Logistics council draws criticism
RE: Story in Big Rigs, Edition 2.
I write in response to the the Australian Logistics Council suggestion that reducing heavy vehicle fatalities required greater commitment to meeting safety responsibilities by all parties in the supply chain. Y’know what? I read that story and it’s just Blah Blah Blah.
Your typical feel-good statement by a body which really could have something of value to say but trots out the same old tropes.
I’ve yet to see reported a substantial case where someone other than a driver has been held responsible for an incident.
Not saying it’s never happened. Just never seen it reported.
I’m fed up with the overall reporting of incidents.
All the half truths, outright poor information and lack of understanding by those reporting.
There’s also never any follow-up report unless it’s something completely off the wall.
The knee jerk raids that happen.
Then all the noise over some minor defects. Here’s the thing. If they’ll let you out of the shed at Marulan, then it’s not a life threatening thing, is it?
If these things are such a concern, ground the trucks on the spot.
Not to be moved until it’s rectified.
I’ve said this time and again in every forum I’ve had the opportunity to raise my voice.
The investigation of all road accidents involving commercial vehicles should be investigated by the ATSB. It’s not always fatigue. It’s not always poor maintenance.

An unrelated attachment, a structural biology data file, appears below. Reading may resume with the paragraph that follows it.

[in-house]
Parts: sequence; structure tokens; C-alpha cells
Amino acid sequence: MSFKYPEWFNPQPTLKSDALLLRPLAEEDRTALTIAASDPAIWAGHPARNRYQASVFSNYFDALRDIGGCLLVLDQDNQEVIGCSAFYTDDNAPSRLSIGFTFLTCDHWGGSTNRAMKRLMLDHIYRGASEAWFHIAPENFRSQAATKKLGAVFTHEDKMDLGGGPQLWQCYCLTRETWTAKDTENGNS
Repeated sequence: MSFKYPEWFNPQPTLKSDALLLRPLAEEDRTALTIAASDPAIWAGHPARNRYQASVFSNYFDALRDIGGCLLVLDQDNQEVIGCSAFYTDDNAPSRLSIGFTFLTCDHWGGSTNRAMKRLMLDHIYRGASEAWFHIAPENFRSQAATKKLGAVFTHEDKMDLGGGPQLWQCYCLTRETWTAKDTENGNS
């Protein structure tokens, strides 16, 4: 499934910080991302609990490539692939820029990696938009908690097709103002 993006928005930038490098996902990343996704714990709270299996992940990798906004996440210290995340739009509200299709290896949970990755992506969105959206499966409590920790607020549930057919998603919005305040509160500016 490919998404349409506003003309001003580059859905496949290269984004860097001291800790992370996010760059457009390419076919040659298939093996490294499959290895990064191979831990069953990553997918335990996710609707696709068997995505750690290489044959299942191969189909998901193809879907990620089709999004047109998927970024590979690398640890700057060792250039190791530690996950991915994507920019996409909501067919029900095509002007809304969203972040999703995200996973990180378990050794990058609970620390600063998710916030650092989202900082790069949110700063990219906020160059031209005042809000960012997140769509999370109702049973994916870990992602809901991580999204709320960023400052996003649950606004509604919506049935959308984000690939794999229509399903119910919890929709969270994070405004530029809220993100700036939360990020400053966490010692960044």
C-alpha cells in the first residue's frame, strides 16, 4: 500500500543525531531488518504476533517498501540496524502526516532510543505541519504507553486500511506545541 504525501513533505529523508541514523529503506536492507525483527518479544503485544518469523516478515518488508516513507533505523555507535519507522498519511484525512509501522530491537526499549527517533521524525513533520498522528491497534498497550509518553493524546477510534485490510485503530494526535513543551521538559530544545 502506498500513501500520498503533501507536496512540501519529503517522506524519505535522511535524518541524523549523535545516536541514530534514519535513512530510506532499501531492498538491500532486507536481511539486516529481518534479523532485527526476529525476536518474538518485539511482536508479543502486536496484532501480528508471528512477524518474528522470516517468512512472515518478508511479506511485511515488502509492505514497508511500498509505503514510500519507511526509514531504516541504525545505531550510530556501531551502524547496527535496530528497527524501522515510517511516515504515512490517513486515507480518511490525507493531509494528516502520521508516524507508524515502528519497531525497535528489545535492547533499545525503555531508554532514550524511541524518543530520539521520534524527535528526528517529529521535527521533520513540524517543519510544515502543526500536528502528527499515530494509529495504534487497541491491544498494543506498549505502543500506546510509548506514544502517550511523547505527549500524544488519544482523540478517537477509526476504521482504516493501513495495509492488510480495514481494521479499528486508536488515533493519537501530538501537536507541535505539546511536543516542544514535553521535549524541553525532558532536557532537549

It’s not always clear what’s going on.
The ATSB has the power to call maintenance records and look at any documents related to air accidents.
They also consider operating conditions including weather and scheduling.
Anything that may have contributed.
They should be able to do the same with commercial vehicles.
I really don’t see how an agency that is responsible for part of the equation (road construction, maintenance and signage) gets to have any part of an investigation where they may have contributed to the cause/s.
More regulation isn’t the answer.
In fact I would suggest that the continued squeezing of the industry with regulation and compliance controls has contributed to an increase in the stress and fatigue of operators.
We’re exponentially better now than we have been. That’s been overlooked by the knee jerk reactions of the belief they need to be seen to be doing something and the outright poor reporting of the facts. — Mike W